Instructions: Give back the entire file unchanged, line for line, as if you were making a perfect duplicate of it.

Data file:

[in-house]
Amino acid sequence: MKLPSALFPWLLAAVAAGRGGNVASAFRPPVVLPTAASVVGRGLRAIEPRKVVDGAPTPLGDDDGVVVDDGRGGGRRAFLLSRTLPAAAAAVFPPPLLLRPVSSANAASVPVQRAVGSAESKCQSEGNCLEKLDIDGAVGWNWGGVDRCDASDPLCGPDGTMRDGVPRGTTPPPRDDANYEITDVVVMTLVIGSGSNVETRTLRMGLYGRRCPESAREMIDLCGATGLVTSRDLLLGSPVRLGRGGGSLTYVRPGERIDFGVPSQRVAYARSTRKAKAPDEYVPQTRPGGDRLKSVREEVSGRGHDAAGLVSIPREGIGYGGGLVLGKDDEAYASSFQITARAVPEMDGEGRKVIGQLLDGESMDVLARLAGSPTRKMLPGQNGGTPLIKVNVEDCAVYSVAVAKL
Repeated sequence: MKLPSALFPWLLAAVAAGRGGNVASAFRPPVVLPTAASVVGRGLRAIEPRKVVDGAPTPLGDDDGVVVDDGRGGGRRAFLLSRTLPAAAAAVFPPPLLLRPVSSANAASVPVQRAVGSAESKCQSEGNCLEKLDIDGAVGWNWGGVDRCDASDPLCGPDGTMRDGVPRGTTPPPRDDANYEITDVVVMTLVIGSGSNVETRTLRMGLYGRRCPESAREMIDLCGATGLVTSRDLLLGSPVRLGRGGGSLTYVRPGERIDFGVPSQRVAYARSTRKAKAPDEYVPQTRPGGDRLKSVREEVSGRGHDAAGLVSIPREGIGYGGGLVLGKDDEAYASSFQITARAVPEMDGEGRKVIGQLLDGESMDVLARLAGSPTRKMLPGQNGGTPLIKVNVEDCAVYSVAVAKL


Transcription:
[in-house]
Amino acid sequence: MKLPSALFPWLLAAVAAGRGGNVASAFRPPVVLPTAASVVGRGLRAIEPRKVVDGAPTPLGDDDGVVVDDGRGGGRRAFLLSRTLPAAAAAVFPPPLLLRPVSSANAASVPVQRAVGSAESKCQSEGNCLEKLDIDGAVGWNWGGVDRCDASDPLCGPDGTMRDGVPRGTTPPPRDDANYEITDVVVMTLVIGSGSNVETRTLRMGLYGRRCPESAREMIDLCGATGLVTSRDLLLGSPVRLGRGGGSLTYVRPGERIDFGVPSQRVAYARSTRKAKAPDEYVPQTRPGGDRLKSVREEVSGRGHDAAGLVSIPREGIGYGGGLVLGKDDEAYASSFQITARAVPEMDGEGRKVIGQLLDGESMDVLARLAGSPTRKMLPGQNGGTPLIKVNVEDCAVYSVAVAKL
Repeated sequence: MKLPSALFPWLLAAVAAGRGGNVASAFRPPVVLPTAASVVGRGLRAIEPRKVVDGAPTPLGDDDGVVVDDGRGGGRRAFLLSRTLPAAAAAVFPPPLLLRPVSSANAASVPVQRAVGSAESKCQSEGNCLEKLDIDGAVGWNWGGVDRCDASDPLCGPDGTMRDGVPRGTTPPPRDDANYEITDVVVMTLVIGSGSNVETRTLRMGLYGRRCPESAREMIDLCGATGLVTSRDLLLGSPVRLGRGGGSLTYVRPGERIDFGVPSQRVAYARSTRKAKAPDEYVPQTRPGGDRLKSVREEVSGRGHDAAGLVSIPREGIGYGGGLVLGKDDEAYASSFQITARAVPEMDGEGRKVIGQLLDGESMDVLARLAGSPTRKMLPGQNGGTPLIKVNVEDCAVYSVAVAKL